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    - THE $50 ROBOT -


    Step by Step Robot Tutorial

    Mechanics - Chassis Construction
    In step 2 we will build the chassis of our robot. I didn't use CAD or CNC or a high precision mill. No space-age materials, either. I built this robot just using stuff I found around the house, using really common tools. At each step I will offer ideas of other ways to go about making your chassis,

    Chassis Optimization
    To optimize anything, you must understand it first. I have assembled a few additional tutorials that are optional reading to help you understand robotic mechanical design. The first is on robot chassis construction, giving key pointers in assembling your robot. The next tutorial is calculating the robot motor factor, helping you quantitatively choose robot velocity, the motor torque, and wheel diameter.

    Optimize your Robot

    If you would like to use or know about more 'professional' materials than just stuff found around the house, have a look at the list of robot materials.

    Chassis Construction
    We will now construct the chassis, step by step. When building your robot, use my example as more of a guide - your imagination is more important. Remember, I just gathered some things I found in the closet and recycle bin, and used very basic tools. Do the same, and figure out ways to connect it all together. Your house has a lot of stuff, be creative! In total, this took me about one hour of work.

    update: Webbot has graciously written up a tutorial on an alternative method to construct your $50 robot.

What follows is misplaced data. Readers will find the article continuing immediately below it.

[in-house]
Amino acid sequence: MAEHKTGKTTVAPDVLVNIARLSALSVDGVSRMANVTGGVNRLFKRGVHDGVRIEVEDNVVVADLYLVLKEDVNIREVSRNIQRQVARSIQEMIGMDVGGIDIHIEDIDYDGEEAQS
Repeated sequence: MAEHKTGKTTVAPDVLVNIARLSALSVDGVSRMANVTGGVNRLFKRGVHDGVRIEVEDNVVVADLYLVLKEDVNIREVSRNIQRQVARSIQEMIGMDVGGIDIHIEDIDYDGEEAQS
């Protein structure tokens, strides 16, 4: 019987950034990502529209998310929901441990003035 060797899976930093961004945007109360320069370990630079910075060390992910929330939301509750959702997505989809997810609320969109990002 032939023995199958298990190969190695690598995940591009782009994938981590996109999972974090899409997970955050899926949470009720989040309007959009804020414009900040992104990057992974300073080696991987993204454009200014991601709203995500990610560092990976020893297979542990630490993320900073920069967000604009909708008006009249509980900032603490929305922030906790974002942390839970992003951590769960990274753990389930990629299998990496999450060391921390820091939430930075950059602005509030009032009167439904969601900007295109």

The first part is to make the wheels. Either take wheels off an old toy, or get a sheet of material such as cardboard or plastic. Try to chose a material that is wide and has high friction. After testing I found that cardboard works fine on carpet, but slips occasionally on wooden floors. You could also double up the material, or wrap a rubber band around the rim for better grip. CD's can make good wheels, too.

    Now find a round object, and with a pen trace the object on the material. I did it the professional way by having my lovely assistant trace a can of tunafish for me (she requested that I point this out). The recommended wheel diameter is about 6", but it doesn't really matter. A larger wheel diameter will allow your robot to go faster and climb bigger objects. We made a second version of wheels later on using a CD to trace the circle - this diameter worked really well.

    Cut Out Your Robot Wheels

    You can also use the lid of a peanutbutter jar, or use a can of tunafish, as wheels - and wrap rubber bands around them for improved friction.

    This is a servo. The HS-311 servo is the most basic, and 2nd cheapest servo in the market. You could of course buy the cheapest servo in the market, but its tiny and wont offer much strength to move your robot.

    First you must modify your servos so that they can rotate continuously. The factory default will only allow the servo to rotate 180 degrees.

    After modifying your servo, in the servo you will see a screw in the horn. Take the screw out.
    Warning: The screws on these servos are of low quality. Use a fine tip screwdriver, and be careful not to strip the screw head.

    Remove Screw in Servo

    Cut out the traced wheel, and poke a hole into the center using something sharp (a thumbtack would be fine). Stick the servo screw through the center.

    After poking the screw through the wheel you will notice some flange material sticking up around it. Cut that off using something sharp, like a razor blade or pointy scissors.

    Stick Screw Through Wheel

    Your servos come with two black box shaped rubber things that have holes in it. They are called servo mounts.

    Attach Servo Mounts

    Using the larger screws that come with the servos, attach the servo mounts to both servos.

    Two Servos in Position